The World Sauna Championships Continue their Reign of Terror

August 9, 2010

Competitive sauna sitting has become one of the most dangerous sports in the developed world. With a fatality rate of 50 percent in this year’s championship round, perhaps it’s time start asking the tough questions. Like, you know, why is there a World Sauna Championship?

In this year’s title bout  - which took place in the sauna-rich nation of Finland - two men entered a 230 degree chamber of death in order to win some prize money and the respect of that creepy old guy who reads pornography in the YMCA steam room.

230 degrees may seem a tad warm to most people, but the Finnish Sauna society insists that this is a typical, if not normal, temperature.

“I know this is very hard to understand to people outside Finland who are not familiar with the sauna habit. It is not so unusual to have 110 degrees [Celsius] in a sauna. A lot of competitors before have sat in higher temperatures than that," an event organizer told the BBC.

After six minutes of excruciating heat, the final two participants suffered severe burns and were rushed to the emergency room. The Finnish competitor and reigning world champion retained his title on a count of “not being the one who died,” while his Russian adversary is now enjoying a “good sweat” in the afterlife thanks to sauna-inspired medical complications.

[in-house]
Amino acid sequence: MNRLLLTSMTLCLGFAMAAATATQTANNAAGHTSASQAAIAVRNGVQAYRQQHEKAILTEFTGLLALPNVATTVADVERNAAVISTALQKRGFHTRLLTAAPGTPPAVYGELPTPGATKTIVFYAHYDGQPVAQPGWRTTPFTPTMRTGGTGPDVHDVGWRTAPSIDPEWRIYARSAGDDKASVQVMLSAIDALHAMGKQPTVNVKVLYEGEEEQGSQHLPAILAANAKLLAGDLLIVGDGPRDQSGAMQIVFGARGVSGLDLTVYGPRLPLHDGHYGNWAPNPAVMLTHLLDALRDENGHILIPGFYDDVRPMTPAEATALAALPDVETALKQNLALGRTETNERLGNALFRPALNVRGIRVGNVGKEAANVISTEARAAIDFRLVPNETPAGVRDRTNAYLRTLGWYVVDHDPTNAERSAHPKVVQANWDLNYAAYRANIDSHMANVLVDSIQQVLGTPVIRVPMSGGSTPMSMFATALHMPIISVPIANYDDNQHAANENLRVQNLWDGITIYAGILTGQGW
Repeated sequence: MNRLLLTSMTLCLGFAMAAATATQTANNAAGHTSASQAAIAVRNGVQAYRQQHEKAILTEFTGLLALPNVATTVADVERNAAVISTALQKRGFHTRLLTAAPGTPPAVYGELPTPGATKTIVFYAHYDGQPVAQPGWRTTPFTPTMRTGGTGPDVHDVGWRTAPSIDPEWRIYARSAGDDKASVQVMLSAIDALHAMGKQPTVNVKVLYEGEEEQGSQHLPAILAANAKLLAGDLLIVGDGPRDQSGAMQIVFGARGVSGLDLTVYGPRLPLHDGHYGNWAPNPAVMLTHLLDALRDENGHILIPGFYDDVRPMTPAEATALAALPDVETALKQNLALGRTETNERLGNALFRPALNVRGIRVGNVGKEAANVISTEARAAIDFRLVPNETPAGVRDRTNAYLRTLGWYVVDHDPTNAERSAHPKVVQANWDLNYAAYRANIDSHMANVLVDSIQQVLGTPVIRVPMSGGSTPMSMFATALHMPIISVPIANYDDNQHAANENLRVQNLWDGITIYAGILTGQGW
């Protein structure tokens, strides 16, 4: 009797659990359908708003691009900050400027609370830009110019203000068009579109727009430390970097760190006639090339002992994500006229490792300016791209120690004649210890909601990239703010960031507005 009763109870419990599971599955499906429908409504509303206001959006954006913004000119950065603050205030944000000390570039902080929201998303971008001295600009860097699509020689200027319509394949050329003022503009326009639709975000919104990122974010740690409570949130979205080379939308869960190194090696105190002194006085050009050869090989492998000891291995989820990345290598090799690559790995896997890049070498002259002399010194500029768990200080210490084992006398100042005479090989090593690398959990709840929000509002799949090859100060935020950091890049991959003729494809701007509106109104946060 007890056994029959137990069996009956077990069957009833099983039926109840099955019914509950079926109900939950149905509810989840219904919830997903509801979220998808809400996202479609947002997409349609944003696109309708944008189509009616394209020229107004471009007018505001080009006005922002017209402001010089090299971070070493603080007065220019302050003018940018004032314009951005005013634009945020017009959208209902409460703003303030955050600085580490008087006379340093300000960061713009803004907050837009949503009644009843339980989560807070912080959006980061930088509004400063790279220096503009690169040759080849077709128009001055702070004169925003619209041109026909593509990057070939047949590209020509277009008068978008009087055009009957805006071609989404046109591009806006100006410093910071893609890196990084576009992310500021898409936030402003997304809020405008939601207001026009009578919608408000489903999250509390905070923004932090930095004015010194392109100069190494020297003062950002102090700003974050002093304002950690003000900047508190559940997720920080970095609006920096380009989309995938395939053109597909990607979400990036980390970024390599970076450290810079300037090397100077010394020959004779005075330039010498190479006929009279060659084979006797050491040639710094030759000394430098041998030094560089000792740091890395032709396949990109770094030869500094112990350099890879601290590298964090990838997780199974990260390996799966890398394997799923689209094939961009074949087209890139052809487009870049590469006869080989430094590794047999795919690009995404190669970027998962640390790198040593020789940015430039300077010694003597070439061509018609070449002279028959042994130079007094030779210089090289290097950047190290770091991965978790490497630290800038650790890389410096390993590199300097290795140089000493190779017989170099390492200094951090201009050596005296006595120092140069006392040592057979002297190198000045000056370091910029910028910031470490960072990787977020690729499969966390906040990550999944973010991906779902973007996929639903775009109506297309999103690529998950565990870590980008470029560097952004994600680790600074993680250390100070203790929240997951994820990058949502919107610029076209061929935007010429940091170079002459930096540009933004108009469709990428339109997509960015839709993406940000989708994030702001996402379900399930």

Following the tragedy, organizers admitted that the 11-year-old competition might have been a bad idea.

“The event, which had over 130 participants from 15 countries, had been held since 1999. The organizers said it would never be held again,” the BBC reported.

Yes, who could have imagined that having a group of men try to outlast each other in subhuman temperatures could have possibly ended badly?

Photo: Sari Gustaffson/AFP/Getty Images